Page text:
Despite a few wins, B.C. budget has missing pieces, says Kelowna Chamber

While celebrating certain points, chamber says budget misses key points, specifically transportation

Despite praising specific points in the province’s recently announced 2021 budget, the Kelowna Chamber of Commerce said some key pieces are still missing.

Dan Rogers, the executive director of the Kelowna Chamber, said that businesses and residents in the Okanagan need a stronger commitment to improving the transportation corridor.

“While billions are being spent in the lower mainland, plans for highway improvements in the Okanagan remain on the shelf and now would have been a good time to invest in job-creating infrastructure projects,” said Rogers.

He added talks to reduce inter-provincial trade barriers were also lacking in the budget and that transportation constraints at certain areas in the Okanagan prohibit local businesses from growing despite increased costs associated with moving goods throughout the region.

“Fixing this is something the Kelowna Chamber will continue to champion, and we will be looking for local government leaders in the valley to also show leadership in this area,” he said.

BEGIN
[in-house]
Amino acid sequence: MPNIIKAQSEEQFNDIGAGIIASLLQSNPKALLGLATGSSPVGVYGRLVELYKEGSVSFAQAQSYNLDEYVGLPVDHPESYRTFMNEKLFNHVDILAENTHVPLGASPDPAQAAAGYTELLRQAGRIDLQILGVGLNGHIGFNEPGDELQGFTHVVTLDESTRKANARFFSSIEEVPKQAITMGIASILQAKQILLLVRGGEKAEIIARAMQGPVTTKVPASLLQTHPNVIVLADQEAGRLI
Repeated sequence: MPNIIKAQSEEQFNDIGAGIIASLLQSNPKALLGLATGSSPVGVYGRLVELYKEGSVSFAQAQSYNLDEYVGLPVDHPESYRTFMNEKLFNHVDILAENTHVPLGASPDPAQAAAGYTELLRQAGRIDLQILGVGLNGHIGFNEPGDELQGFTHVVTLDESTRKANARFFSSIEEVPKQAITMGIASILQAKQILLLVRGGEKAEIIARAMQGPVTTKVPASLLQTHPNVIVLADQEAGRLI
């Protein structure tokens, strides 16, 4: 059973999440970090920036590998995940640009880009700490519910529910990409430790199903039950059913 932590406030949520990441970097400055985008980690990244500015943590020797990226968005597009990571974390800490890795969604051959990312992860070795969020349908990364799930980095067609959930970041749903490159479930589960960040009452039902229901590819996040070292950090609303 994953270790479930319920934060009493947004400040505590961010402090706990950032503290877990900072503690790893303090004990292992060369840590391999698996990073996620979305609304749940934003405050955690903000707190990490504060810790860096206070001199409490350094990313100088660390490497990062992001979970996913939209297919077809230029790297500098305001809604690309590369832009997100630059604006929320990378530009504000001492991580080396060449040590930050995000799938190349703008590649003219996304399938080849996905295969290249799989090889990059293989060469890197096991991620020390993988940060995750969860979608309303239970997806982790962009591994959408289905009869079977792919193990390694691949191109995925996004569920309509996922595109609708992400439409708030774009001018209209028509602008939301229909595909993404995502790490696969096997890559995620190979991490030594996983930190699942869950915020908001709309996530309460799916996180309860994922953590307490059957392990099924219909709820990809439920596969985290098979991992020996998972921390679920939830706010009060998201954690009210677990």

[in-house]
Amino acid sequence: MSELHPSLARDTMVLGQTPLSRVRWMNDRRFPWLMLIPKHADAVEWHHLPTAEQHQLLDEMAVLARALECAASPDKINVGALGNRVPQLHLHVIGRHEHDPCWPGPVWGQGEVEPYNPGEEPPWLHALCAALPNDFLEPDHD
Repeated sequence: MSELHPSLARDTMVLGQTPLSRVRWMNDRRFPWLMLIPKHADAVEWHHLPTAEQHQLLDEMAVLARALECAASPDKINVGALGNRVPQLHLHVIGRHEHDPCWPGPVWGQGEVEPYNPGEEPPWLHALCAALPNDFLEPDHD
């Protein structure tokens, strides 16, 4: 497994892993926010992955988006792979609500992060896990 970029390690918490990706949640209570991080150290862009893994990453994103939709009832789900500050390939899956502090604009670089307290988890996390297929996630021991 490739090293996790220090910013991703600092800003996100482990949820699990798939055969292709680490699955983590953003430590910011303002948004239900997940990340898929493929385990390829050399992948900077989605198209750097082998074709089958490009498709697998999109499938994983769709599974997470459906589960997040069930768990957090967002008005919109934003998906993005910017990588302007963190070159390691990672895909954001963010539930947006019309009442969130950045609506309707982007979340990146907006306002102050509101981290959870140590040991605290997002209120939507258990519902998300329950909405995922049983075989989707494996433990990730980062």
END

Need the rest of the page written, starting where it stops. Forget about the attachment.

While the finance ministry has included pandemic and recovery contingency funds of $3.25 billion in 2021-22, Rogers said the chamber was hoping that targeted funding or a significant tax relief would be announced to assist small businesses that are struggling amid the pandemic’s third wave.

“We believe in being prudent,” he said. “But, we also were hoping for a powerful vision and bold action that would set the tone for a strong economic recovery in BC.”

He criticized the introduction of a foreign owner’s speculation tax, which he said unfairly targets both foreign owners and out-of-province Canadians.

“This tax has been good for generating money for the government, but it has not moved the needle at all in stimulating more affordable housing,” he said. “The chamber certainly looks to the provincial government to either scrap the ‘spec tax’ or at least remove fellow Canadians from the target list.”

The chamber also noted a number of wins from the budget including:

  • Investment in further developing the hydrogen economy
  • Transportation infrastructure investment along Highway 1
  • Confirmation of wholesale pricing for liquor to support the hospitality licensees
  • Commitment to continue the provincial sales tax exemption on select machinery and equipment
  • Increased funding to help the tourism sector
  • Increased training space for early childhood educators and funding for more spaces

Rogers also praised the funding of the temporary foreign worker program, as well as investment into mental health services.

READ MORE: B.C. deficit to grow by $19 billion for COVID-19 recovery spending

READ MORE: BC Fruit Growers’ Association gives thumbs up to provincial budget


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